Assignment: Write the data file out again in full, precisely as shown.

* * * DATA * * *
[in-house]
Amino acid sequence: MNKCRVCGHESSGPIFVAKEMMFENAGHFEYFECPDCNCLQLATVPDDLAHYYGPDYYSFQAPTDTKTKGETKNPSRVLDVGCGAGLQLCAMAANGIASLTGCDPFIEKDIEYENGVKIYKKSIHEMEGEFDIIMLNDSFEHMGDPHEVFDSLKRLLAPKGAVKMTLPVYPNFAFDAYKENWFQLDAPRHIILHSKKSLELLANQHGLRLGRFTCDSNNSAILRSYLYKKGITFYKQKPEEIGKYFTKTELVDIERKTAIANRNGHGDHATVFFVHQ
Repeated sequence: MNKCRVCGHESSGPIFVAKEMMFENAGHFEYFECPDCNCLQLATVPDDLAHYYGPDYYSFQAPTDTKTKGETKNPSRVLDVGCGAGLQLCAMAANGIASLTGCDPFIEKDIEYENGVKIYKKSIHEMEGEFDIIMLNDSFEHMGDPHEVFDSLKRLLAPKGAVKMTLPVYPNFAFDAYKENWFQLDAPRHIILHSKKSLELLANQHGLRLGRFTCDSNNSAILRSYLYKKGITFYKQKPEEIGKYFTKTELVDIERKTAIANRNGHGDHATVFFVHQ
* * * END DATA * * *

[in-house]
Amino acid sequence: MNKCRVCGHESSGPIFVAKEMMFENAGHFEYFECPDCNCLQLATVPDDLAHYYGPDYYSFQAPTDTKTKGETKNPSRVLDVGCGAGLQLCAMAANGIASLTGCDPFIEKDIEYENGVKIYKKSIHEMEGEFDIIMLNDSFEHMGDPHEVFDSLKRLLAPKGAVKMTLPVYPNFAFDAYKENWFQLDAPRHIILHSKKSLELLANQHGLRLGRFTCDSNNSAILRSYLYKKGITFYKQKPEEIGKYFTKTELVDIERKTAIANRNGHGDHATVFFVHQ
Repeated sequence: MNKCRVCGHESSGPIFVAKEMMFENAGHFEYFECPDCNCLQLATVPDDLAHYYGPDYYSFQAPTDTKTKGETKNPSRVLDVGCGAGLQLCAMAANGIASLTGCDPFIEKDIEYENGVKIYKKSIHEMEGEFDIIMLNDSFEHMGDPHEVFDSLKRLLAPKGAVKMTLPVYPNFAFDAYKENWFQLDAPRHIILHSKKSLELLANQHGLRLGRFTCDSNNSAILRSYLYKKGITFYKQKPEEIGKYFTKTELVDIERKTAIANRNGHGDHATVFFVHQ